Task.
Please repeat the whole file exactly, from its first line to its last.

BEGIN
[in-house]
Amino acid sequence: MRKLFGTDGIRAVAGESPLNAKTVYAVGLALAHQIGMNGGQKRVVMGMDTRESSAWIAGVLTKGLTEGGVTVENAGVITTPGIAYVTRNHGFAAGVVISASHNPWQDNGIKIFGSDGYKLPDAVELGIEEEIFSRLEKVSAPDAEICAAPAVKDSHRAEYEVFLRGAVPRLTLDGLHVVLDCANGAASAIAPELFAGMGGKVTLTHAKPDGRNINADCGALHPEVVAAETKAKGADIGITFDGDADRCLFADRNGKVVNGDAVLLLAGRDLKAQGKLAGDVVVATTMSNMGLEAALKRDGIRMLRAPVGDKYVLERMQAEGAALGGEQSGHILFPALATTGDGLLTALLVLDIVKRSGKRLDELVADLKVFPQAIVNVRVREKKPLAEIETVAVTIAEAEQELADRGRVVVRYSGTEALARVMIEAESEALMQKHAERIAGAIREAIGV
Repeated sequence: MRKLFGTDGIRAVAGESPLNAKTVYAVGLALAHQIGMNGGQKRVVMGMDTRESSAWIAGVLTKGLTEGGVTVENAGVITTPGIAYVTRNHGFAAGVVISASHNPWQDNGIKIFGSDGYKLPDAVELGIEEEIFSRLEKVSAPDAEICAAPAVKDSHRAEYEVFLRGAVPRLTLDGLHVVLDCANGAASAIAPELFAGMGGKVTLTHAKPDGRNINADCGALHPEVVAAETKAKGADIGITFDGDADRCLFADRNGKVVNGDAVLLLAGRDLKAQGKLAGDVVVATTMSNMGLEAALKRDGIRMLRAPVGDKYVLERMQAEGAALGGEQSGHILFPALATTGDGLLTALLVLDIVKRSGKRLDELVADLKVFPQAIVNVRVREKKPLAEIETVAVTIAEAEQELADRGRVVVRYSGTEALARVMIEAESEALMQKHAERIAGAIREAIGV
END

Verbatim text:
[in-house]
Amino acid sequence: MRKLFGTDGIRAVAGESPLNAKTVYAVGLALAHQIGMNGGQKRVVMGMDTRESSAWIAGVLTKGLTEGGVTVENAGVITTPGIAYVTRNHGFAAGVVISASHNPWQDNGIKIFGSDGYKLPDAVELGIEEEIFSRLEKVSAPDAEICAAPAVKDSHRAEYEVFLRGAVPRLTLDGLHVVLDCANGAASAIAPELFAGMGGKVTLTHAKPDGRNINADCGALHPEVVAAETKAKGADIGITFDGDADRCLFADRNGKVVNGDAVLLLAGRDLKAQGKLAGDVVVATTMSNMGLEAALKRDGIRMLRAPVGDKYVLERMQAEGAALGGEQSGHILFPALATTGDGLLTALLVLDIVKRSGKRLDELVADLKVFPQAIVNVRVREKKPLAEIETVAVTIAEAEQELADRGRVVVRYSGTEALARVMIEAESEALMQKHAERIAGAIREAIGV
Repeated sequence: MRKLFGTDGIRAVAGESPLNAKTVYAVGLALAHQIGMNGGQKRVVMGMDTRESSAWIAGVLTKGLTEGGVTVENAGVITTPGIAYVTRNHGFAAGVVISASHNPWQDNGIKIFGSDGYKLPDAVELGIEEEIFSRLEKVSAPDAEICAAPAVKDSHRAEYEVFLRGAVPRLTLDGLHVVLDCANGAASAIAPELFAGMGGKVTLTHAKPDGRNINADCGALHPEVVAAETKAKGADIGITFDGDADRCLFADRNGKVVNGDAVLLLAGRDLKAQGKLAGDVVVATTMSNMGLEAALKRDGIRMLRAPVGDKYVLERMQAEGAALGGEQSGHILFPALATTGDGLLTALLVLDIVKRSGKRLDELVADLKVFPQAIVNVRVREKKPLAEIETVAVTIAEAEQELADRGRVVVRYSGTEALARVMIEAESEALMQKHAERIAGAIREAIGV